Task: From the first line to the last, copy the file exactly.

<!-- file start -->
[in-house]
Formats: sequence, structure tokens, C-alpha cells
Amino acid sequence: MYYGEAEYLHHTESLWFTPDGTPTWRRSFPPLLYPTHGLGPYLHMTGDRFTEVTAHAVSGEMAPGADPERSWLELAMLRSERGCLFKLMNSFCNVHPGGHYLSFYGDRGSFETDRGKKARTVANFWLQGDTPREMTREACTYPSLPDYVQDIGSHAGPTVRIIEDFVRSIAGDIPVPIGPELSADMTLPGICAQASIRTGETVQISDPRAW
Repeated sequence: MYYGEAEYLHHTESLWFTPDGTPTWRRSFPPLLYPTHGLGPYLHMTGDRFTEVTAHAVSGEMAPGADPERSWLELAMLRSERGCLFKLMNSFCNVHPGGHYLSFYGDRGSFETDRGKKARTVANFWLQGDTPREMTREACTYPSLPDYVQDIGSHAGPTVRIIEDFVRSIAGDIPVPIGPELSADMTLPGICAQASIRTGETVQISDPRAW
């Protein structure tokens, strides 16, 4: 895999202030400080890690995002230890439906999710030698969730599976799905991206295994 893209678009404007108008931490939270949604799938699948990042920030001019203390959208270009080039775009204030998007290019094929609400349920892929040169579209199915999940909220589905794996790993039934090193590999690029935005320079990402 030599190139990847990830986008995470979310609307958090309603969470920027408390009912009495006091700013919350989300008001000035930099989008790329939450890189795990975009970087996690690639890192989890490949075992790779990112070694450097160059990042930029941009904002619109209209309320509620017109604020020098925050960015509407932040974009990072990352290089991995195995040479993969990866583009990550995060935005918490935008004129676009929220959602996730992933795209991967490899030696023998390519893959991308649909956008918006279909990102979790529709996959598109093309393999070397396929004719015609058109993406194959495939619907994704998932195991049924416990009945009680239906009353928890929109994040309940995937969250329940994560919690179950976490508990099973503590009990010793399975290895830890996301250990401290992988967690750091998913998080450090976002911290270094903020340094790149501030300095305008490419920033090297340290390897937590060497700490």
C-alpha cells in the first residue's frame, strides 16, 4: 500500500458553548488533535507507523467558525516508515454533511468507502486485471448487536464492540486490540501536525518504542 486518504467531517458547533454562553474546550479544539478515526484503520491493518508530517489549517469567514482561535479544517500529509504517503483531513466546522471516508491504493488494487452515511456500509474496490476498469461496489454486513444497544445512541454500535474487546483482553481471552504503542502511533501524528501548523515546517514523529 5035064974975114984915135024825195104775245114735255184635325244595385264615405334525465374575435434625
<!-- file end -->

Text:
[in-house]
Formats: sequence, structure tokens, C-alpha cells
Amino acid sequence: MYYGEAEYLHHTESLWFTPDGTPTWRRSFPPLLYPTHGLGPYLHMTGDRFTEVTAHAVSGEMAPGADPERSWLELAMLRSERGCLFKLMNSFCNVHPGGHYLSFYGDRGSFETDRGKKARTVANFWLQGDTPREMTREACTYPSLPDYVQDIGSHAGPTVRIIEDFVRSIAGDIPVPIGPELSADMTLPGICAQASIRTGETVQISDPRAW
Repeated sequence: MYYGEAEYLHHTESLWFTPDGTPTWRRSFPPLLYPTHGLGPYLHMTGDRFTEVTAHAVSGEMAPGADPERSWLELAMLRSERGCLFKLMNSFCNVHPGGHYLSFYGDRGSFETDRGKKARTVANFWLQGDTPREMTREACTYPSLPDYVQDIGSHAGPTVRIIEDFVRSIAGDIPVPIGPELSADMTLPGICAQASIRTGETVQISDPRAW
């Protein structure tokens, strides 16, 4: 895999202030400080890690995002230890439906999710030698969730599976799905991206295994 893209678009404007108008931490939270949604799938699948990042920030001019203390959208270009080039775009204030998007290019094929609400349920892929040169579209199915999940909220589905794996790993039934090193590999690029935005320079990402 030599190139990847990830986008995470979310609307958090309603969470920027408390009912009495006091700013919350989300008001000035930099989008790329939450890189795990975009970087996690690639890192989890490949075992790779990112070694450097160059990042930029941009904002619109209209309320509620017109604020020098925050960015509407932040974009990072990352290089991995195995040479993969990866583009990550995060935005918490935008004129676009929220959602996730992933795209991967490899030696023998390519893959991308649909956008918006279909990102979790529709996959598109093309393999070397396929004719015609058109993406194959495939619907994704998932195991049924416990009945009680239906009353928890929109994040309940995937969250329940994560919690179950976490508990099973503590009990010793399975290895830890996301250990401290992988967690750091998913998080450090976002911290270094903020340094790149501030300095305008490419920033090297340290390897937590060497700490």
C-alpha cells in the first residue's frame, strides 16, 4: 500500500458553548488533535507507523467558525516508515454533511468507502486485471448487536464492540486490540501536525518504542 486518504467531517458547533454562553474546550479544539478515526484503520491493518508530517489549517469567514482561535479544517500529509504517503483531513466546522471516508491504493488494487452515511456500509474496490476498469461496489454486513444497544445512541454500535474487546483482553481471552504503542502511533501524528501548523515546517514523529 5035064974975114984915135024825195104775245114735255184635325244595385264615405334525465374575435434625